Axiom presented a version of last year’s Beyond the Machine (B.T.M.) 8.0 concert titled “The Art of the Groove” at the Tonhalle Small Hall in Zurich on September 7, as part of the Orpheum International Music Festival for the Advancement of Young Soloists … and it brought down the house. But how did Juilliard’s newest contemporary music ensemble end up playing a program of electronic and interactive music in one of the oldest and most traditional concert halls in Switzerland?
The April 2007 B.T.M. concert at Juilliard titled “The Eye/Ear Collaboration” was reviewed in The New York Times—and caught the eye of the Orpheum Foundation’s managing director, Sylvester Vieli, who contacted Juilliard faculty member and B.T.M. director Edward Bilous about bringing students to perform a similar program in Zurich. But this was to be no mere replay of the original concert; while half of the performers would consist of Juilliard students who had been involved in the original presentation, the other half would be drawn from students from the Zürcher Hochschule der Künste (Zurich University of the Arts). The program put together for the festival in September included works from the 2008 concert, as well as a work by Bilous from the 2007 program.
The roster of Juilliard performers included current students Brent Grapes (trumpet), Lydia Hong (violin), David Huckaby (cello), and Justin Kujawski (double bass), as well as Jeremiah Duarte Bills (MM ’08, flute), Vicky Chow (BM ’05, MM ’07, piano), Jakub Ciupinski (MM ’08, composition), Geoffrey Hamlyn (MM ’08, viola), Vince Lee (Graduate Diploma ’07, orchestral conducting), and myself. We were also joined by Patrick Posey, Juilliard’s director of orchestral activities and planning, on saxophone, in addition to saxophonist Sarah Roberts. Nearly all of our time was reserved for rehearsing, but we did have some opportunities to socialize with our Zurich cohorts. This sense of camaraderie expedited the daunting task of putting together a program of this magnitude in three days time. Chow noted that what made the three long days so much fun was the opportunity to “work with other emerging musicians who are just as enthusiastic and share the love for contemporary music.”
One of the central tenets of a Beyond the Machine program is the employment of technology and its aural and visual components, which posed a number of challenges in an 18th-century concert hall. The array of speakers, computers, lights, and cables was something never imagined by the hall’s architects, and some elaborate pre-production work was required to accommodate all these elements. Axiom was quite fortunate to have consultant and sound engineer Willie Fastenow on hand.
The ensemble was under the direction of conductor Vince Lee, who is now the assistant conductor of the Cincinnati Symphony, and whose rehearsal experience was an incredible asset in putting together such a difficult piece in two days of rehearsals.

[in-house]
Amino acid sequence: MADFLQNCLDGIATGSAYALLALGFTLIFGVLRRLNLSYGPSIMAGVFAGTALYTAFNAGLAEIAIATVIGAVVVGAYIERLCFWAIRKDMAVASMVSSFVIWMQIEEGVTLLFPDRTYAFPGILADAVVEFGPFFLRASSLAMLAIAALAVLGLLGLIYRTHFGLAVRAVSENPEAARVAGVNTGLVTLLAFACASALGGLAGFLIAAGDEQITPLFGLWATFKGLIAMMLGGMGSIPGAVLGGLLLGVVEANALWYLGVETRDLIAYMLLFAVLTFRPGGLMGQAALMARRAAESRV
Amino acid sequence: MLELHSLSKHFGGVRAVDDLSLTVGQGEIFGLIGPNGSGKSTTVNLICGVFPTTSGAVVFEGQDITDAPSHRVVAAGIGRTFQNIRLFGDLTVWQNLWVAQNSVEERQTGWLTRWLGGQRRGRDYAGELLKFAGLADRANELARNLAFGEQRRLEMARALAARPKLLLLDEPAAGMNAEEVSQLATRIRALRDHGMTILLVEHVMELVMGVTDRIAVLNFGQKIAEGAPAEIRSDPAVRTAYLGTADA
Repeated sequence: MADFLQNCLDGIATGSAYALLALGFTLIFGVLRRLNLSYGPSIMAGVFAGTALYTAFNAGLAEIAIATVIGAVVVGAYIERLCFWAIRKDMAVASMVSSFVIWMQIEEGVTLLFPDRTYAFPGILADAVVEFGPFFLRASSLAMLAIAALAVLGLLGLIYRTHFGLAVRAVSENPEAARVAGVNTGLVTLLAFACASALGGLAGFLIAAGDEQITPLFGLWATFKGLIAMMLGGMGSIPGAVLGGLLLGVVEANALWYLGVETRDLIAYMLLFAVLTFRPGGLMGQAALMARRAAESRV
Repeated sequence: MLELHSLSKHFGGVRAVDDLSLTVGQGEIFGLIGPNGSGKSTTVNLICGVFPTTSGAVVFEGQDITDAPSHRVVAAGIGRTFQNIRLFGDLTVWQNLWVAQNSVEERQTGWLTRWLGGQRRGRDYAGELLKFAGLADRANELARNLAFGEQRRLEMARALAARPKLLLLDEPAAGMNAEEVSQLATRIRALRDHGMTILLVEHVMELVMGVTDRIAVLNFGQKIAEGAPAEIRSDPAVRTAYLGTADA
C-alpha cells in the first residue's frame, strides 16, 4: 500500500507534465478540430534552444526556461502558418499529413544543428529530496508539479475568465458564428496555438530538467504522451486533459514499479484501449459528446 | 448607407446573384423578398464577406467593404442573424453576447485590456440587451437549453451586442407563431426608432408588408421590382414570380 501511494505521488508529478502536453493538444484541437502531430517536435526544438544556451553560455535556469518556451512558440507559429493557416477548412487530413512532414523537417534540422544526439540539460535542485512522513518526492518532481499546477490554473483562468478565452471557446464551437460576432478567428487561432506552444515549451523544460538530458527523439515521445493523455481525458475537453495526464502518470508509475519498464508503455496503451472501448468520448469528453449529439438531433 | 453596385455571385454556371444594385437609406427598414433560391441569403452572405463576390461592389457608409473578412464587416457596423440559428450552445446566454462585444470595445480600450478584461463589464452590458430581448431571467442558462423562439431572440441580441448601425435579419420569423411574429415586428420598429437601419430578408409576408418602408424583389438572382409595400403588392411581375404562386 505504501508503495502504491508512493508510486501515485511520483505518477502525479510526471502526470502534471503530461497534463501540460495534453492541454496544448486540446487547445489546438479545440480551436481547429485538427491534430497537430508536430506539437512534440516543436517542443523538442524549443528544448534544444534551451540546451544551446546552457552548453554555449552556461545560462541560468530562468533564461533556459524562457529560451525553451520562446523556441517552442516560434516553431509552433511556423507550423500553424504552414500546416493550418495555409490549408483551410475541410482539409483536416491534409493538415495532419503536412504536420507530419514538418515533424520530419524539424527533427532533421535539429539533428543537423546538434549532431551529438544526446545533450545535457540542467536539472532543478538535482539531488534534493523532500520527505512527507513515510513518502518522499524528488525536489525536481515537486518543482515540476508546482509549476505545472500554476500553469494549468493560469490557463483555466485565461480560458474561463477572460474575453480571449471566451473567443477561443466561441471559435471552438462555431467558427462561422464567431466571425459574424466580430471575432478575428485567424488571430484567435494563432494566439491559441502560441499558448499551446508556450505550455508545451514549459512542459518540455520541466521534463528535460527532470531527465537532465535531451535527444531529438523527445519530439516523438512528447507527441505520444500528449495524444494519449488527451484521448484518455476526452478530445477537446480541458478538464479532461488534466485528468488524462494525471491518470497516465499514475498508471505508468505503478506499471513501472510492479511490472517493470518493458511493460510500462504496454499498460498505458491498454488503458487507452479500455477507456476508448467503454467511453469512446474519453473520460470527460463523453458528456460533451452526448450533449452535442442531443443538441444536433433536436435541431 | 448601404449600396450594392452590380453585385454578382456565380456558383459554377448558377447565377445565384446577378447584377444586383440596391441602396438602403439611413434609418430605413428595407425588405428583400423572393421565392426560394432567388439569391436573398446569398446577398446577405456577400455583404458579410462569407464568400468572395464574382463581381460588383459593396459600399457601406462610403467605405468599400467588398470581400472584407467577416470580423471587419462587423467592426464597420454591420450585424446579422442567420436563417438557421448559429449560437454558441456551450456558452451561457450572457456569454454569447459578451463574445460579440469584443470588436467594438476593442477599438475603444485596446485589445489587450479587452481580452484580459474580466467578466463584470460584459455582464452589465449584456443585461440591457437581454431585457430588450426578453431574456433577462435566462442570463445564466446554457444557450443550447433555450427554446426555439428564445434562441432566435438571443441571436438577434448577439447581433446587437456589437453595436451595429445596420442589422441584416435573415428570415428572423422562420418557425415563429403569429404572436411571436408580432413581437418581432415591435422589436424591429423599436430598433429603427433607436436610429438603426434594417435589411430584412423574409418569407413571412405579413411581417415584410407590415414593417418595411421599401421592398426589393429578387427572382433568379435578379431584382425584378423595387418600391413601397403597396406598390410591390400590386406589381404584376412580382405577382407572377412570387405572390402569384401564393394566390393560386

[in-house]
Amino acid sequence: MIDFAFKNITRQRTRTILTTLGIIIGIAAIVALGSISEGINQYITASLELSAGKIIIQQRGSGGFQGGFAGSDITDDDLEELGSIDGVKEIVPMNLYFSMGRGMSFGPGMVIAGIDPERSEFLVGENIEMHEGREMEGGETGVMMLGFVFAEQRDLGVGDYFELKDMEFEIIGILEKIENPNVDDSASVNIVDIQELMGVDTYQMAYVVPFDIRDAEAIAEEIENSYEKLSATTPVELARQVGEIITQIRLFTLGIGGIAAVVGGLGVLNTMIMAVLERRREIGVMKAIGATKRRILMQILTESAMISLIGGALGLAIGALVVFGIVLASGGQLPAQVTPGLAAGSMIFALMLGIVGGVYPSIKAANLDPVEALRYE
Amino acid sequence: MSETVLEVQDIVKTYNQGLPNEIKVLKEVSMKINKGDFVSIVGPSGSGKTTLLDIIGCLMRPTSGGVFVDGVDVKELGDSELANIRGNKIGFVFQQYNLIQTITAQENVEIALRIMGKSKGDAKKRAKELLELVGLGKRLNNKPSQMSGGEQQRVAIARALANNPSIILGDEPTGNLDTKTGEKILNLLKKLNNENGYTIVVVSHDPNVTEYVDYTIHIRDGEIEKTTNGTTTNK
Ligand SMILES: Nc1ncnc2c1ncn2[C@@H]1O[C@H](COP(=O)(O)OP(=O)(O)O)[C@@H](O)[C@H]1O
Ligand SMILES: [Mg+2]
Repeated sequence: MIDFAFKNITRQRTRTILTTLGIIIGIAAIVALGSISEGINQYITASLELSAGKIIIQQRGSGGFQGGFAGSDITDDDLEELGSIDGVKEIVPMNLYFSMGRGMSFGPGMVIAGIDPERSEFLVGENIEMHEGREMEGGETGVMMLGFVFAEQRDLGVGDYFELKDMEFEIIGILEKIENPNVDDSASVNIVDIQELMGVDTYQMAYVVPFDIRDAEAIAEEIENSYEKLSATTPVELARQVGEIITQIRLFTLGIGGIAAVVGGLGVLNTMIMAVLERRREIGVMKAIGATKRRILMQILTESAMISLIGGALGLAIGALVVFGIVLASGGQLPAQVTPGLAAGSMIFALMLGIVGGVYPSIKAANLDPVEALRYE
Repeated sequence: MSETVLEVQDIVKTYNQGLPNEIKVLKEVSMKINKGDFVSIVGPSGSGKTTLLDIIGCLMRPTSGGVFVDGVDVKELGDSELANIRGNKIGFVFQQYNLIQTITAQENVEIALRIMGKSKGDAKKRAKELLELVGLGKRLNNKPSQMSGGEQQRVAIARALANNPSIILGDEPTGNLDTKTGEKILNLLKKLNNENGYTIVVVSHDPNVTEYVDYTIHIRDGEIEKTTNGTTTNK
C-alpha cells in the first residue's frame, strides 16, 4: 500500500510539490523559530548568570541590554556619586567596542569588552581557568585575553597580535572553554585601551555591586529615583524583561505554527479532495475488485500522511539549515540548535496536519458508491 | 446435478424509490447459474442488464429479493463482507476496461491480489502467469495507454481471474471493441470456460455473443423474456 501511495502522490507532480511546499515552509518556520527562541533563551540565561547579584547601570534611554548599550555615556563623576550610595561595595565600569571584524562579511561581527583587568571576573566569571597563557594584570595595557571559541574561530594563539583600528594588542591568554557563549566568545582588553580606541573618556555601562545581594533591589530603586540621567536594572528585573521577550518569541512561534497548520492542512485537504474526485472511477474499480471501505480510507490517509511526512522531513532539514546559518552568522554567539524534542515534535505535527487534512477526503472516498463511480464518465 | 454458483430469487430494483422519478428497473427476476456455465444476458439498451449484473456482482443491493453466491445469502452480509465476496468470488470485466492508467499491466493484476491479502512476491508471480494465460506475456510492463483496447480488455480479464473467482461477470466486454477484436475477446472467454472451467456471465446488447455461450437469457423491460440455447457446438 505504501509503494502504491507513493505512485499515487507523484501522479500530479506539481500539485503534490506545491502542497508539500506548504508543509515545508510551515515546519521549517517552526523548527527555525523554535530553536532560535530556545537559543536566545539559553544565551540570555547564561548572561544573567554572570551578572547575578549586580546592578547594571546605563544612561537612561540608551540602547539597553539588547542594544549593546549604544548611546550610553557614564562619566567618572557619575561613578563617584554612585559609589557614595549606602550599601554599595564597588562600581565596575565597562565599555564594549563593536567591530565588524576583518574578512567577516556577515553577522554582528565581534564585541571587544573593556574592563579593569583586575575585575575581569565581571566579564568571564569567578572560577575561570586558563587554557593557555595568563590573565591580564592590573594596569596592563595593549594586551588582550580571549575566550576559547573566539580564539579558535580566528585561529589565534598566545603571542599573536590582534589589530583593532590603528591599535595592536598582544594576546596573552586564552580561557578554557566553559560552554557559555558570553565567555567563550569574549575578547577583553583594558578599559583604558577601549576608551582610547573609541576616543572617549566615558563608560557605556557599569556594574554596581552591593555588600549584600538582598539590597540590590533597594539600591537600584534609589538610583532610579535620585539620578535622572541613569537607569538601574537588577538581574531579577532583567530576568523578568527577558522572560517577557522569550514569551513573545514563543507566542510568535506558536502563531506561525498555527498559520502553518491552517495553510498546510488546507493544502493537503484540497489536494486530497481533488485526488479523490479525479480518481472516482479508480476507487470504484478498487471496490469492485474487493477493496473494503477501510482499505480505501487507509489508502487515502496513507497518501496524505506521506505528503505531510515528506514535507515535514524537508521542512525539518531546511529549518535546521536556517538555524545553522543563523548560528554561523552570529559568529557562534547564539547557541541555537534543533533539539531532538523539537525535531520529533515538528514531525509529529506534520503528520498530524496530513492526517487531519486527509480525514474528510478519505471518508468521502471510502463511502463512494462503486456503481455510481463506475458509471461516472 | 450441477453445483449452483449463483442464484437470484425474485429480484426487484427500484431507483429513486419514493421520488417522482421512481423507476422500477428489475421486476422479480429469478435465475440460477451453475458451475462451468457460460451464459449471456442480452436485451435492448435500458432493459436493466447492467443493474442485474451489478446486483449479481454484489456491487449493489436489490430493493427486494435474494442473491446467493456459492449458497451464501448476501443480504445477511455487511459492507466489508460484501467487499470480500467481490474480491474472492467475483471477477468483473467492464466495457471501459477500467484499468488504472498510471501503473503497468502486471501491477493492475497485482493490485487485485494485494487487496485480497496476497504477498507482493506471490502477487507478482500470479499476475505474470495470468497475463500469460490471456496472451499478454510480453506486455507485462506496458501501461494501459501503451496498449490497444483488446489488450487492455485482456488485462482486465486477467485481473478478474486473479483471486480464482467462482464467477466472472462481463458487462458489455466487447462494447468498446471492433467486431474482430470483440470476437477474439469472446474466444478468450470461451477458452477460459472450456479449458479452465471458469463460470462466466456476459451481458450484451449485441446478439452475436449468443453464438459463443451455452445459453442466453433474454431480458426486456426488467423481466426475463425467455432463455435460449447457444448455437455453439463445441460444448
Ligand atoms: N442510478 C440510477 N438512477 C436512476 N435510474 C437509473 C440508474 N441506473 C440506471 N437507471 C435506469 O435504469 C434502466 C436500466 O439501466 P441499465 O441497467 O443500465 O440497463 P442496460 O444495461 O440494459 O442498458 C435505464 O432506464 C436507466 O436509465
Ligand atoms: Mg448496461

The entire program was performed against a backdrop provided by a large projector. The nature of the visual component was contingent upon the music. For instance, Mr. Bilous’s piece Lucid Dreams incorporates a collage of dancers in various poses in conjunction with quasi-psychedelic visualizations. Lydia Hong said she was impressed by the collaboration of traditional instruments with new technology. “I enjoyed watching pieces that I wasn’t part of, and I felt that, with our concern for dying art, this type of program really brought it back to life with regard to what appeals to a younger generation.”
Jakub Ciupinski’s Elvex featured a quartet of marimba, vibraphone, electric piano, and acoustic piano, with Ciupinski himself playing a set-up of theremins. The composer was pleased by the performance and noted that the “acoustics at the Tonhalle were perfect for my music.” Jeremiah Duarte Bills’s Incantation for solo flute involved extended techniques on the instrument in conjunction with electronic effects on a laptop. Ryan Francis’s work Music for Stringswas elegantly played by string players from both Juilliard and Zurich, led again by Lee.
Ron Ford’s Salome Fast was perhaps the most challenging piece to put together with the large ensemble. This piece utilized a solo speaker, Naures Atto, who ended the piece by speaking text from the 3,000 year-old Aramaic language into a microphone that became increasingly more and more distorted.
The final work on the program was Bilous’s Lucid Dreams. We were fortunate to have Bilous available at the rehearsals to help guide us through his work, which used the largest ensemble of the evening, including electric piano, electric bass, drum set, and most stunningly, vocalist Lori Cotler. She said that performing in Zurich was “exhilarating” and commended both Lee and the ensemble for being “completely aligned in creating a profound musical experience for the audience.”
Posey summed up the experience for everyone: “It was great to play with musicians from the Zurich University of the Arts, who (like students at Juilliard) come from many different countries. I particularly enjoyed that we were able to bring non-traditional ‘classical’ music to one of the world’s most traditional concert halls, to a very conservative audience in a very conservative city. The audience reacted quite enthusiastically, with multiple standing ovations. I feel that what we did may help in a small part to change their concept of what kinds of things are possible in a concert hall setting, and ultimately, broaden their musical landscape.”
The concert will broadcast in its entirety on November 5 on DRS, the Swiss-German national radio station.